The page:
Washington, D.C.—With aggressive national fuel economy standards kicking in for model years 2012 to 2025, automakers have provided consumers with an impressive array of efficient vehicle options for 2013 according to new environmental automotive ratings released today. The American Council for an Energy-Efficient Economy’s 15th annual comprehensive environmental ratings can be found at greenercars.org.
The “Greenest” list is dominated by new models this year, with the Toyota Prius C securing the top spot with a Green Score of 58. Having made its debut on the American vehicle market in 2012, the Prius C is Toyota’s compact addition to the Prius family. The original Prius (#3), the new plug-in Prius hybrid (#4), and the larger Prius V (#11) all made the “Greenest” list this year as well. Other top scorers are the Honda Fit electric vehicle (#2) and the Honda Civic Hybrid (#5). Three Ford vehicles made the list: the Focus EV and the Fusion and C-Max hybrids. European vehicles also placed, with VW’s new Jetta hybrid and the Smart ForTwo placing #7 and #8.
This year, conventional vehicles were largely driven off the “Greenest” list by hybrid-electric, plug-in hybrid-electric, and all-electric vehicles. The Scion IQ and Smart ForTwo are the only non-hybrid, non-plug-in vehicles to remain on the list. Even the 8-time first-place Honda Civic Natural Gas vehicle was pushed out of the top twelve in 2013.
“The vehicles at the top of this year’s rankings are proof that automakers are really ramping up their offerings. There are more hybrid and electric options on the market this year than ever before and the race for a spot on the Greenest list is increasingly competitive. Automakers have revamped their offerings to meet the growing demand for efficient vehicles and new fuel economy standards,” said ACEEE lead vehicle analyst Shruti Vaidyanathan.
Greenercars.org provides the facts necessary to examine the eco-performance of any 2013 model. Vehicles are analyzed on the basis of a Green Score, a singular measure that incorporates unhealthy tailpipe emissions, fuel consumption, and emissions of gases that contribute to climate change.
This year, a number of updates were made to the methodology to more accurately estimate vehicles’ environmental impacts. These include updates to emissions from the vehicle manufacturing process; changes to gasoline, diesel, and natural gas upstream emissions; and updates to the forecasted mix of fuels used to generate the electricity used to power electric cars.
The greenercars.org website also identifies widely-available, top models in each vehicle class. This “Greener Choices” list includes trucks and SUVs such as the Buick Encore, Chevrolet Equinox, Toyota Tacoma, and the Honda Odyssey. The Chevrolet Spark and Honda Fit top their respective car classes. As the list demonstrates, consumers can make “greener choices” whatever their vehicle needs may be. Domestic manufacturers claimed six of the twelve “Greener Choices” spots.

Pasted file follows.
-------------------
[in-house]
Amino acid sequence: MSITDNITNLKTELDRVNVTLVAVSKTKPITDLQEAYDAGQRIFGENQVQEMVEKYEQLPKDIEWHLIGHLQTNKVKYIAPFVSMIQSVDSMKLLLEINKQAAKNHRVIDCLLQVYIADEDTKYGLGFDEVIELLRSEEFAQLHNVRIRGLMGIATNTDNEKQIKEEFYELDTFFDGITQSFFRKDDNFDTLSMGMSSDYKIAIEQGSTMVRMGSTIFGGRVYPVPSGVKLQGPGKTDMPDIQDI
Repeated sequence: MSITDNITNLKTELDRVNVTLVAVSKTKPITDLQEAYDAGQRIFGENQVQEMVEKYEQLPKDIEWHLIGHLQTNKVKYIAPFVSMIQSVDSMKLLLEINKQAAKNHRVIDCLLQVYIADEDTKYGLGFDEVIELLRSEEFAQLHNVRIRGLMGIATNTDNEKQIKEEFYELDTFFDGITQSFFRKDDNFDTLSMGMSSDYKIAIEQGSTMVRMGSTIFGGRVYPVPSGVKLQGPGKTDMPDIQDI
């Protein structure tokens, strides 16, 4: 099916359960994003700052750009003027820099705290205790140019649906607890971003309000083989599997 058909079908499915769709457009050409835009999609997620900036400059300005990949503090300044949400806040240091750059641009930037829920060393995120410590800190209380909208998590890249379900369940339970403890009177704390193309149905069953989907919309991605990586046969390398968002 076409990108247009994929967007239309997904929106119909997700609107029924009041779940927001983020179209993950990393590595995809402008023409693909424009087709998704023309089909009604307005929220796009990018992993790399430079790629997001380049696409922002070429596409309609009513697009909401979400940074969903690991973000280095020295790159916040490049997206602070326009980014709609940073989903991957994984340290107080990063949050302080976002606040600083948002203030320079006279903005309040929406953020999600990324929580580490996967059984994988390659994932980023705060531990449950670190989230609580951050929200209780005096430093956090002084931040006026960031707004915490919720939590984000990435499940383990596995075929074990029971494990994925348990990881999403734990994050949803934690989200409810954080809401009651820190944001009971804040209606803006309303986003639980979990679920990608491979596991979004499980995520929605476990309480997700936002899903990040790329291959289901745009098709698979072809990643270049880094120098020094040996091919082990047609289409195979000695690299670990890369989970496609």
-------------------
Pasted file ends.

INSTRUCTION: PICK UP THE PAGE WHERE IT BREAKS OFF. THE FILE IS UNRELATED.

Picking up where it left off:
The “Meanest” list this year sees a number of heavier light-duty vehicles, pushing out European sports cars as the least friendly to the environment. The dirtiest vehicle for 2013 is the Ford F-350 FFV pickup truck with a Green Score of 17, followed by the Ford F-250 (FFV), and Ford E-350 wagon, both also scoring 17.
In addition to highlighting the year’s “Greenest,” “Meanest,” “Greener Choices,” and best-in-class lists, the greenercars.org website features informational write-ups on model year 2013 highlights, a consumer primer on vehicles and the environment, and advice on how to buy green when shopping for a new car or truck.
Summary Green Scores of the 1,000+ configurations of all model year 2013 vehicles are made available to subscribers of ACEEE’s greenercars.org interactive database along with each configuration’s fuel economy, health-related pollution impacts, and greenhouse gas emissions. Subscribers can also build custom lists for comparing vehicles. Monthly and annual subscriptions are available at greenercars.org.
About ACEEE: The American Council for an Energy-Efficient Economy acts as a catalyst to advance energy efficiency policies, programs, technologies, investments, and behaviors. For information about ACEEE and its programs, publications, and conferences, visit aceee.org.